“I see the potential to be very large, the company will not only remain services based, it will do more of intellectual property work, more platform-based revenues and it will partner with leading companies in all the transition that is taking place in terms of digital, sustainability, supply chain and also in the new talent model.
“All these are big opportunities for the company, I express that the vision of the company is extremely strong,” he said.
Responding to a shareholder’s query on what his vision of the company is in the next 5-10 years, he said, “I cannot predict in terms of specific number, except that we have said that we will become a $50 billion company.”
According to recent media reports, Rajesh Gopinathan, CEO&MD of TCS, had told employees in an internal letter recently that the company is well placed to achieve its $50 billion revenue target by 2030. The company is already halfway, as it exited the financial year 2021-2022 with revenue crossing $25 billion.
Addressing the shareholders, Gopinathan said, “FY22 has been a very satisfying year for the company. Across all parameters, we had revenue growth of 16.8% in rupee terms for a revenue of `1,91,754 crore and we also crossed important milestone this year, crossing $25 billion in revenue, closing the year at $25.707 billion.
“It was also our highest incremental revenue growth in a year, clocking in at $3.5 billion. Importantly this revenue growth has come while we have sustained industry leading profitability with an operating margin of 25.3% and a net margin of 20%.”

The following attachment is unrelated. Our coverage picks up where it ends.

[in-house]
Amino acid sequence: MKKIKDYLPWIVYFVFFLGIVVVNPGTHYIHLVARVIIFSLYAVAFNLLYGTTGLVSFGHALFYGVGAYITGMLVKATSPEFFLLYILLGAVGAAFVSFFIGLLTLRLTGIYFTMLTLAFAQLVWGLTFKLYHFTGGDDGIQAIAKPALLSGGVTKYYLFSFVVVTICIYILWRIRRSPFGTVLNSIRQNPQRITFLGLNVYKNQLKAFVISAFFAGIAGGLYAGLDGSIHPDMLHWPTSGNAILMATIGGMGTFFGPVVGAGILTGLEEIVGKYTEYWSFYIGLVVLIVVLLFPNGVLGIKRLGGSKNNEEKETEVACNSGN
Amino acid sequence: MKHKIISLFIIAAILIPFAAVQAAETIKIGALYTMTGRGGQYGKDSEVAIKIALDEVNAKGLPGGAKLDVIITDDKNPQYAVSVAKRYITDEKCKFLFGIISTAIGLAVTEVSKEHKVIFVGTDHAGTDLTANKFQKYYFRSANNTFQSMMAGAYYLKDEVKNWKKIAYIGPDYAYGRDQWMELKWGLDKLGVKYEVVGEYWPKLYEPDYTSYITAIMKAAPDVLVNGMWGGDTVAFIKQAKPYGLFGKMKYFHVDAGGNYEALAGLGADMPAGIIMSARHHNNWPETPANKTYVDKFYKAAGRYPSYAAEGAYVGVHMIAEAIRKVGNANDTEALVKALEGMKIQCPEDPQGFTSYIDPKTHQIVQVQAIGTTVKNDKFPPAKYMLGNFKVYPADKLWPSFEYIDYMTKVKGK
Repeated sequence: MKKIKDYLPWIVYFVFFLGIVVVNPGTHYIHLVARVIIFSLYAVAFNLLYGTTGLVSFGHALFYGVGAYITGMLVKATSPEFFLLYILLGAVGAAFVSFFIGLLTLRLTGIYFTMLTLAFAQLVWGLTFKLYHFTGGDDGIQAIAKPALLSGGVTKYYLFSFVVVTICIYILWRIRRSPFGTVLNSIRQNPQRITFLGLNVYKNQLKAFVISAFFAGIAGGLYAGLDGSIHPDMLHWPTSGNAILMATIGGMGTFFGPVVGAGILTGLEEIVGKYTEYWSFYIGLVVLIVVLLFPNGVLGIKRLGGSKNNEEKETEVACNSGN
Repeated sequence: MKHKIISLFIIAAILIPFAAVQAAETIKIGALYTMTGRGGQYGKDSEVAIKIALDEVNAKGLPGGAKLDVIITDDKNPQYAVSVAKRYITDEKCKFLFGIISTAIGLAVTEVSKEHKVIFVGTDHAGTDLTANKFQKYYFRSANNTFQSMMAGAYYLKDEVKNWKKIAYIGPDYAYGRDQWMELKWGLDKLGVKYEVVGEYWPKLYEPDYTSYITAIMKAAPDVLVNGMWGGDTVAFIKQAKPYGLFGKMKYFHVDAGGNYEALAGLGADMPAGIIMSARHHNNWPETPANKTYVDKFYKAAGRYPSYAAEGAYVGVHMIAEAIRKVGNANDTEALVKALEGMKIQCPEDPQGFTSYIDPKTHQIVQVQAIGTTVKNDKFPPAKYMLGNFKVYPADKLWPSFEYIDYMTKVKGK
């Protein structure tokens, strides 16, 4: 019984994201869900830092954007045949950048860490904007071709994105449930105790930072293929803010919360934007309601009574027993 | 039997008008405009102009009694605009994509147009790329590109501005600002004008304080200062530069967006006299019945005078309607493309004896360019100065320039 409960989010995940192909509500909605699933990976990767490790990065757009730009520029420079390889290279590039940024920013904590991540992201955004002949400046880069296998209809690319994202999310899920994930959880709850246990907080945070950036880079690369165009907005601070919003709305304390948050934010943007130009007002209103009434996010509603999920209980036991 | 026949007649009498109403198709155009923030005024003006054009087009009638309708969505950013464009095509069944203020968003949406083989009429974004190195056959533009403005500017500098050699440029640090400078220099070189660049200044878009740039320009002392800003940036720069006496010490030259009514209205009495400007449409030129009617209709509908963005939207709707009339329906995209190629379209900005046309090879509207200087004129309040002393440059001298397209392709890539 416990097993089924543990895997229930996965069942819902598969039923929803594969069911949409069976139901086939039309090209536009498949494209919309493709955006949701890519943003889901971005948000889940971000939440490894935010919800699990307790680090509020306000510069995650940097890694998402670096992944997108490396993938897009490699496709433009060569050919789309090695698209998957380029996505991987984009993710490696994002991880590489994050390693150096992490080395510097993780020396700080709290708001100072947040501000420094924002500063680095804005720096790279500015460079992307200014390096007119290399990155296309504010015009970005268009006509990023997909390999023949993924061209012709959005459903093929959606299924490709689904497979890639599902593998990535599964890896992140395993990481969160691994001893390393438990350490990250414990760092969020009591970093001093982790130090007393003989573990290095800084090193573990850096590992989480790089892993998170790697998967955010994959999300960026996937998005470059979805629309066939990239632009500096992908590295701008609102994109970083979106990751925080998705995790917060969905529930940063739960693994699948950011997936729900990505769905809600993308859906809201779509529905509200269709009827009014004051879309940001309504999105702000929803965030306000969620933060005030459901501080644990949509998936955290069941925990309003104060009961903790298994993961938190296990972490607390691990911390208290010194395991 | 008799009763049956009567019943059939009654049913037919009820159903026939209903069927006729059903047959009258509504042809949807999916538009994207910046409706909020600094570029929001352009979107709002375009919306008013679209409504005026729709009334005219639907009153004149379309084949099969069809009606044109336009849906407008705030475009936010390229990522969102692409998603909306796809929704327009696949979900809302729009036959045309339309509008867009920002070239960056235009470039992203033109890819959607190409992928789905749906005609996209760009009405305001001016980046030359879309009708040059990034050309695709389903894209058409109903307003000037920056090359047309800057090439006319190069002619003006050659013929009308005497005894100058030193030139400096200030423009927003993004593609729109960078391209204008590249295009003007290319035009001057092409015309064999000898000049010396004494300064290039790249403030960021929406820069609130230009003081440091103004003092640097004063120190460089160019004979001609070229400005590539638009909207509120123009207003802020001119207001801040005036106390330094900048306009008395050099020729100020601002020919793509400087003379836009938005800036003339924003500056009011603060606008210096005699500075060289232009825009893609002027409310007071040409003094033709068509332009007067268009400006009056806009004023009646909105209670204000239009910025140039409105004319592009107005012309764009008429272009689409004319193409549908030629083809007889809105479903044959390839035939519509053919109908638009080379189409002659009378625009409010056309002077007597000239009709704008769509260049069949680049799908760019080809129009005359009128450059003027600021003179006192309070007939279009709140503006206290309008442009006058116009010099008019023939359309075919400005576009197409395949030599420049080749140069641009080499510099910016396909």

Responding to a query on whether work-from-home has resulted in any cost efficiencies for the company, Chandrasekaran said that there were equivalent expenditures even in the WFH model and that the company is now going to be in hybrid mode of working.
“While it is my personal preference to encourage employees to come back to work and I would like to see a significant number of employees back in the office, the company is working with the employees. So, while we will be hybrid, we expect the employees to come back and return to the offices. So in the new paradigm the cost structure will have to be suitably adjusted,” he said.
On the efforts to curtail attrition, he said that as during the pandemic attrition levels had dropped significantly, to some extent it is also pent-up attrition. “There can be many reasons (for people to leave) and I cannot really explain or give a generic reason, but the company is focused on retaining people based on their needs and concerns. The attrition management is a key priority for the company and we will continue to do employee engagement initiatives,” he said.
Attrition at TCS stood at 17.4% in the quarter ended March 31, 2022 — a rise of 210 basis points sequentially.
Meanwhile, Chandrasekaran also raised concerns over global growth for the year with the rising inflation and the Russia-Ukraine crisis.
“As a result of many macro-economic factors, we are likely to face a low growth – high inflation environment. Global GDP is expected to grow at a slower pace of 3.4% in 2022, which is almost a 100 bps drop from the earlier estimate of 4.4%. Global inflation, meanwhile, is expected to climb to above 7%. In this context, India’s growth going forward will become even more critical. India will be the fastest growing major economy at 7.8%,” he said.
However, he said that with the number of disruptions seen in the last two years have had decades of experience packed into them.
“While these changes have had a serious impact on businesses and communities, they have also accelerated some important trends for the future with digital, energy, supply chain and talent transitions,” he said.